Dan Griffiths and Danielle Conover are no ordinary doctor or nurse. At UCSF Benioff Children's Hospital, they're better known as Dr. Schnozensoop and Nurse Bumble from the San Francisco based organization ClownZero.
"Our program, we're not for profit community supported organization and we're dedicated to bettering the lives of children and families through humanitarian clowning and therapeutic performing arts," said ClownZero Director Dan Griffiths.
The therapeutic clowns visit this children's hospital twice a week and see dozens of kids each time. Kids, like 5-year-old Nicky Ayala, who just had surgery in his jaw and neck after an infection developed from a tonsillectomy.
"He's got a smile. We got a smile there on his face. It was a long time for him not smiling like that," said Nicky's mother Angela Gonzalez.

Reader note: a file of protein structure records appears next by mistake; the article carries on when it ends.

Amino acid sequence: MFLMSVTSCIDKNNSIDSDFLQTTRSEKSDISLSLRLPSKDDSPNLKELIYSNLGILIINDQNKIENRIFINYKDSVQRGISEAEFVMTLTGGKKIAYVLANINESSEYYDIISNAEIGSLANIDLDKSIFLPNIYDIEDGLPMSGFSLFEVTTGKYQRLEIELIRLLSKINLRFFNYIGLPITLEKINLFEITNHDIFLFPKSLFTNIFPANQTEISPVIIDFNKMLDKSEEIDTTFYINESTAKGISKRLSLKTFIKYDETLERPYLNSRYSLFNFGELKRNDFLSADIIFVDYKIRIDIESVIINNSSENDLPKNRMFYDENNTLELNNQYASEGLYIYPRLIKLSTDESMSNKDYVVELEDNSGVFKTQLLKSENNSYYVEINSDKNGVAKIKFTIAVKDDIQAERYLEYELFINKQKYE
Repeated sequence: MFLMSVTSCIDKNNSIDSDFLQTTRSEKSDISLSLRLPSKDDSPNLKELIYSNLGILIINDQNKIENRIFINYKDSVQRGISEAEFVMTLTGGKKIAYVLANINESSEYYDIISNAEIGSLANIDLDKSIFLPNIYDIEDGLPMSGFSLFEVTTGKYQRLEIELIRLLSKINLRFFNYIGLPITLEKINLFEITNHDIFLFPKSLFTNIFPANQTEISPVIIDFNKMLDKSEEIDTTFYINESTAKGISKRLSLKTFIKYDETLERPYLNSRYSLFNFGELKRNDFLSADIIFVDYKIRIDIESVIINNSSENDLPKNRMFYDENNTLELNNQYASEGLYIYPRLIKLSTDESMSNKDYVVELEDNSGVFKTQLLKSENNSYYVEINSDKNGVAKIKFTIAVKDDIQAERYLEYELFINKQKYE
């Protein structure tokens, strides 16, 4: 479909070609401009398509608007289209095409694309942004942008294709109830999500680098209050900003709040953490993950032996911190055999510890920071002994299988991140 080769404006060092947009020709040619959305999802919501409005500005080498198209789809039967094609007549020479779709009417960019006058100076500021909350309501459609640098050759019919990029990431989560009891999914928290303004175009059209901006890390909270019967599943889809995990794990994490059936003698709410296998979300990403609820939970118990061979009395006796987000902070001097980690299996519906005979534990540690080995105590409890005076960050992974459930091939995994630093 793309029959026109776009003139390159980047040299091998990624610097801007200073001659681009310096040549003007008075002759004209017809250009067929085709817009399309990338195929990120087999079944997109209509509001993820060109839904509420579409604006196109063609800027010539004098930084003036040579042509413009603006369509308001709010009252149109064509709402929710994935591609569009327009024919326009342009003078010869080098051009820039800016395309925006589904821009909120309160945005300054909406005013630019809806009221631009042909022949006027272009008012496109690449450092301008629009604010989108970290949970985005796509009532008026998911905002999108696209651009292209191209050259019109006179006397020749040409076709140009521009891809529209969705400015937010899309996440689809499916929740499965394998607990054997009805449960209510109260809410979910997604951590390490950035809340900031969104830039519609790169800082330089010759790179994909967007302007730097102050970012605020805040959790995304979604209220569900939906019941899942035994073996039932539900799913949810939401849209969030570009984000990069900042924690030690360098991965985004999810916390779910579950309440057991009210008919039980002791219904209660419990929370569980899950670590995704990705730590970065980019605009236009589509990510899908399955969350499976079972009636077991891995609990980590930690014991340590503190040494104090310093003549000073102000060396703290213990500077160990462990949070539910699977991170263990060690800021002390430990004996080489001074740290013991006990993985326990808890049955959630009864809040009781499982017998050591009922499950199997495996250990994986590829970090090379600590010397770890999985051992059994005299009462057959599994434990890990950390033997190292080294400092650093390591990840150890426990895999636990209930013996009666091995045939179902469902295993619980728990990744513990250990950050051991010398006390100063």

And often times, the smiles turn into pure happiness. All the pain, the suffering, the discomfort - forgotten at least for a moment.
"What did they do with you?" asked ABC7's Janelle Wang.
"They danced with me," said 8-year-old Casandra Lozano.
"How does it make you feel?" asked Wang.
"Good," said Lozano.
That's one of the main reasons why UCSF incorporated the program. Michael Towne is the manager of Child Life Services at the Children's Hospital.
"We've already seen that ClownZero brings humor and joy to the children whenever they are here. They're very popular. In fact the teachers are sort of like, ohh - we don't want to compete with the clowns," said Towne.
Dr. Schnozensoop and Nurse Bumble may be popular, but they just think they have the best job in the world. And children, of all ages, are thankful for their visits.
"It's nice for very little kids. I'm a little older, but for the little kids, they must entertain them a lot more," said 16-year-old Alfonso Garcia.